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Jun 30 2015

NIST Drops Contested Encryption Algorithm

Two years after the Snowden leaks, U.S. authorities are taking technical steps to regain at least some of the trust that was lost as a result of NSA attempts to compromise a certain encryption method.

Trust plays a key role in every single effort to establish IT security. If people or organizations have reason to doubt the methods applied or fear that they won't work as expected, that's usually the death knell for any given protection mechanism and the related products, regardless of whether we're talking about mobile banking apps, firewalls, network and data transfer protocols or, as in this case, encryption programs. The U.S. National Institute of Standards and Technology (NIST) learned that the hard way: Following the revelation that the NSA-developed Dual Elliptic Curve Deterministic Random Bit Generator (Dual_EC_DRBG) algorithm it had once endorsed most likely contains a backdoor for the rampant spy agency, a massive debate arose that threatened to marginalize NIST-approved cryptographic methods and standards altogether. Consequently, the institute rushed to the rescue – first by warning implementers against the use of Dual_EC_DRBG as early as September 2013, and then by reopening the review process for the number generator.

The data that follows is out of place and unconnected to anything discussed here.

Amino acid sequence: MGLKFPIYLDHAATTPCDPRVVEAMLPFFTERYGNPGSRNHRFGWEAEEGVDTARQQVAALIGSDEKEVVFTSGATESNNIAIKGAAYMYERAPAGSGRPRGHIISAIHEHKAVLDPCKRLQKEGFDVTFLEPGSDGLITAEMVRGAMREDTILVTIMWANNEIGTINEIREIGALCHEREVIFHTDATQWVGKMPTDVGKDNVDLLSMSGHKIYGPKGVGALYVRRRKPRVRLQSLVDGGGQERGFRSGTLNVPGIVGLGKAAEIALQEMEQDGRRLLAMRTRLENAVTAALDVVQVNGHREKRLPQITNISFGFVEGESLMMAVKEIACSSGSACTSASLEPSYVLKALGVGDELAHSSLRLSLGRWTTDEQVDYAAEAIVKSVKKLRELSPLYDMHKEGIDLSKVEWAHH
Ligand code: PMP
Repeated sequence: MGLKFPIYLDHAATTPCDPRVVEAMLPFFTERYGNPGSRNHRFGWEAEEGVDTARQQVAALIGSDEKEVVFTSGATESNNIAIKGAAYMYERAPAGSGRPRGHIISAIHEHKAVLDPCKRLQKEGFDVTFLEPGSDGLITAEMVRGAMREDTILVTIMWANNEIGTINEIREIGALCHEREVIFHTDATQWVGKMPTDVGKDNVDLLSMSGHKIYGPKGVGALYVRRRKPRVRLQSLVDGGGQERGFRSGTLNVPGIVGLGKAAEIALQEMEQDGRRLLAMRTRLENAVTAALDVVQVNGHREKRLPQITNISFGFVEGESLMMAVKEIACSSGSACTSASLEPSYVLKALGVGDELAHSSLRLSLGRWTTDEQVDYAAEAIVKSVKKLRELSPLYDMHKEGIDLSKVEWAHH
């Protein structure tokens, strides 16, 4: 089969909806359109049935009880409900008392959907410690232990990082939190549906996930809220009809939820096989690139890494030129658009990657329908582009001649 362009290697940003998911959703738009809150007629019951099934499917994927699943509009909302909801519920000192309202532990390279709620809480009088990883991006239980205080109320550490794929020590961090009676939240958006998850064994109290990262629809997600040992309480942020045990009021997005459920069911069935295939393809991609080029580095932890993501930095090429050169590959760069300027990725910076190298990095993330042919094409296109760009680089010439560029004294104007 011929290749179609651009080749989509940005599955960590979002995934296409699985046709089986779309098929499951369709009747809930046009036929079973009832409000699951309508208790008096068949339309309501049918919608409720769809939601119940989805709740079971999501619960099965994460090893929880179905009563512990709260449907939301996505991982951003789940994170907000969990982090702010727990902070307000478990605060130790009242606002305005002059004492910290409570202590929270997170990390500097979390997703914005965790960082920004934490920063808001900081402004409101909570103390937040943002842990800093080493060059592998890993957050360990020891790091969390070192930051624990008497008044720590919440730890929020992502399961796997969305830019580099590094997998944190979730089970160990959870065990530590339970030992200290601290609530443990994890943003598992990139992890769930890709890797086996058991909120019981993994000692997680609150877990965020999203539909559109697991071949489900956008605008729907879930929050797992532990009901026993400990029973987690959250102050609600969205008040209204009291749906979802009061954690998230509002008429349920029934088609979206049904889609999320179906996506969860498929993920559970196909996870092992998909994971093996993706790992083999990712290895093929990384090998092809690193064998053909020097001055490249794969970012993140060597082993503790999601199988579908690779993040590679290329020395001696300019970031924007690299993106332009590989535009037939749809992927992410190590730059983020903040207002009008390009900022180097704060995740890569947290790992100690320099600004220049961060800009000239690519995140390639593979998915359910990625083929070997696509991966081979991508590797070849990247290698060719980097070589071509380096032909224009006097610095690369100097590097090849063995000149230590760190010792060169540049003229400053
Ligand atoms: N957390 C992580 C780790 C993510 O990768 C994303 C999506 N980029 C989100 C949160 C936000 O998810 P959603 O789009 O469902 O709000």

The result of this review is now out, and it's no compliment for the NSA's developers as well as the NIST team that accepted the algorithm: Revision 1 of the NIST Special Publication (SP) 800-90A, entitled Recommendation for Random Number Generation Using Deterministic Random Bit Generators, flat out "removes" Dual_EC_DRBG from the roster of supported algorithms – an act that many will interpret as a kind of retroactive admission that something did indeed go wrong when it was first approved and standardized in spring 2007. In particular, NIST practically ignored massive criticisms of the weaknesses and insecurities ingrained in the algorithm that were published between the first draft release of NIST SP 800-90A and its issuing of the finalized version. Given this context, the abolition of Dual_EC_DRBG is in fact significant, all the more so because the revised document does not withdraw its hash- and block-cipher-based cousins Hash_DRBG, HMAC_DRGB and CTR_DRBG. Trust, however, is still a transient asset – and it's entirely up to the users whether or not they believe these algorithms are secure – or at least secure enough for the time being.

For the full take on how Dual_EC_DRBG passed the review process, check out the related blog entries from renowned crypto experts Bruce Schneier (dated 11-15-07) and Matthew Green (dated 09-18-13).


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